And I talk about John Sensiba quite a bit still. So that was the number two episode. And John—I talked about, I recorded an episode today, and I talked about John multiple times today on the episode.
There you go!
I learn, and maybe there’s a question you’re gonna ask me, but I learned so much on each show, which is cool. My third episode, Josh Lance.
Josh Lance, one of your favorite people.
Right. I talk about John Garrett and I talk about Josh Lance, and then John Sensiba’s right up there as well. And they taught me so much, and I think that they helped set the stage of, you know, where we were gonna go, just from their interviews. So that was, I’ll always be grateful. So episode 9, Jeremy Clopton, and he’s been on twice. He’s been on my conference. I’ve been on his podcast a couple of times.
Jennifer Wilson, she was episode 10. Jennifer Wilson, one of the most influential people in accounting, came on my show—our show, it’s not mine. It’s the world’s show—
I like that!
—on episode 10.
And then, episode , I believe?
Yeah. And so it’s just amazing, looking at the people that we’ve had.
And that’s where I get in awe that like, these people—I just had Dan Hood. I’ve known Dan as a name forever—editor-in-chief of Accounting Today. And he came on the show very recently, also.
Yeah, no, it’s true. And actually, I mean, I will say this: I was, of course, joking earlier about having to talk to lawyers all the time, being a lawyer myself. But I can’t make that joke about accountants because like—and just people in the profession—because everybody you’ve ever had on the show, I’m like, “Wow, what a likable, nice person.”
And clearly, the profession is full of them. And it really just, kind of, as an outsider, so to speak, makes you want to root for these people. I mean, it really does!
Because you listen to them, you listen to their stories, you listen to how passionate they are about a lot of the issues that you’ve brought up. It’s not, you know, it’s not like you are “unique” in the fact that you’re really pushing for these kinds of changes to the profession and everything else. No, this is—this is a movement. And I just think it’s the coolest thing that The Unique CPA, and you, have become such an integral part of it.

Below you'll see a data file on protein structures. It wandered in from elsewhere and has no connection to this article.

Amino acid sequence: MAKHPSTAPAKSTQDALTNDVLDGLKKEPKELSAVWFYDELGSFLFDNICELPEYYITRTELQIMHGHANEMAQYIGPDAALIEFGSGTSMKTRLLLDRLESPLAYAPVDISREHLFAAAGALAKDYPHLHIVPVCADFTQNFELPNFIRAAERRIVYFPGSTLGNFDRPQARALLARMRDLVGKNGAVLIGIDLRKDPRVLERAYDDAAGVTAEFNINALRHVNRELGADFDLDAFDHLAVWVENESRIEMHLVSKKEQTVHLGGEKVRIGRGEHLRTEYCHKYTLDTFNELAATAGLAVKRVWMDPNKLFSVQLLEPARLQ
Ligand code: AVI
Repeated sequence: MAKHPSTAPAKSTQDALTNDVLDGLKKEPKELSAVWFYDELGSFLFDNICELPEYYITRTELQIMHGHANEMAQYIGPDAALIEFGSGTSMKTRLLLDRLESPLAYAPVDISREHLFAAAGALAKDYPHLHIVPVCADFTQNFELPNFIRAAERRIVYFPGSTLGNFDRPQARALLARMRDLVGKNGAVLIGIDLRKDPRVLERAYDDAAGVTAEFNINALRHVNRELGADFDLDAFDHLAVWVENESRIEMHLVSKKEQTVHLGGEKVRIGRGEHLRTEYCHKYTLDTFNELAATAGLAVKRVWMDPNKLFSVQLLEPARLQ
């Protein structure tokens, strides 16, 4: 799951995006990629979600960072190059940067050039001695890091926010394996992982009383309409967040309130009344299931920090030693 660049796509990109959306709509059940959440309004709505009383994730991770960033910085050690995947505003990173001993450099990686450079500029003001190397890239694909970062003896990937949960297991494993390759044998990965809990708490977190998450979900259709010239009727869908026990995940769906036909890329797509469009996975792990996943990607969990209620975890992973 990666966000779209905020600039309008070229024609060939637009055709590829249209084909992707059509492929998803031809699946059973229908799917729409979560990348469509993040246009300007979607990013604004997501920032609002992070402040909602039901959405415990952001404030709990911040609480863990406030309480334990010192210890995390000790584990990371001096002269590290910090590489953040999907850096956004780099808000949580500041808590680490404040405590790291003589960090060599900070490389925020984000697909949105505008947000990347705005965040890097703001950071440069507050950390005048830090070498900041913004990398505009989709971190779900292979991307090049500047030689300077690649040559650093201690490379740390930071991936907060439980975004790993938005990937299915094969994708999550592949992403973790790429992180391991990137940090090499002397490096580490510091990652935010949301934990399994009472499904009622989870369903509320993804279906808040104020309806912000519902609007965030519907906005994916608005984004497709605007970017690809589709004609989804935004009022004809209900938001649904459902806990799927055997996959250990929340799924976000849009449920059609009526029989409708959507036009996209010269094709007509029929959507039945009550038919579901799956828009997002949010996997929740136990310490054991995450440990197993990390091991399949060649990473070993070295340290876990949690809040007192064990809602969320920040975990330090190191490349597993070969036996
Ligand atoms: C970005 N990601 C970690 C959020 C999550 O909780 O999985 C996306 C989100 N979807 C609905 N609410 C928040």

Well, I’m having fun.
If I wasn’t having fun, we wouldn’t be doing it.
I know. And it is fun! And to be honest, that’s why producing the show is so fun. Like, honestly. Take any random person off the street and say, “Tell you what, I’ve got your dream job for ya, buddy. You’re going to listen to accountants talk about accounting every week, and you’re gonna make them sound better.” How many people would say “Yeah, that sounds amazing, sign me up”? But then you do it, and it’s like, this is really fun. This is great.
Yeah. So one of the best compliments and I don’t know if I told you this, that I feel I ever got, is when you told me that your wife Lou enjoys hearing the show. I’m like, really? That’s pretty cool.
I know! Lou who is from the UK and who works in primarily the mental health field.
I didn’t even know this!
She and I need to talk.
Yeah, I know. I mean, that’s kind of the funny part. That’s one of the reasons why she said—and she, even though she’s from Scotland, originally, she’s lived in the Newcastle area, which is in the north of England—northeast—for most of her life. And so she says words like “canny.” Canny is a very Newcastle word. And so anytime I mention, you know, The Unique CPA, or you, or whatever, she’s like, “Aww Randy is so canny, man.” And it’s just, it means like, “canny” means a sound, decent person. I mean, that’s just what it is.
Oh good. Phew! I was wondering!
You can tell by how it sounds, right?
Yeah, you can.
It’s just a word that sounds like a nice thing. So no, it’s great. It’s awesome. I love the fact that people—and I mean myself too—people who are not accountants; I’m trying to remember who it was that you had on recently who made an absolutely valid point. He’s the social media guy. I’m too far into the beers—I’m forgetting names.
Duke Alexander Moore, DukeLovesTaxes?
No, that’s a good call but no—his episode was just released. He had the Twitter war.
Oh, yeah. Jason Staats.
Jason Staats, yeah, who is who is currently doing—I should’ve remembered, because he’s currently doing very well on the Accounting High Accountant Bracket Challenge right now.
He is, yes.
He’s up against, I think Blake Oliver, isn’t he?
He is. Neck and neck right now.
Yeah, anyway, best of luck to both of them. They’ve both been on the show. But yeah, he was saying that his wife never listens to anything, because you made the big reveal that he wanted some time away from his kids, I think it was. That’s why he’s in the office all the time.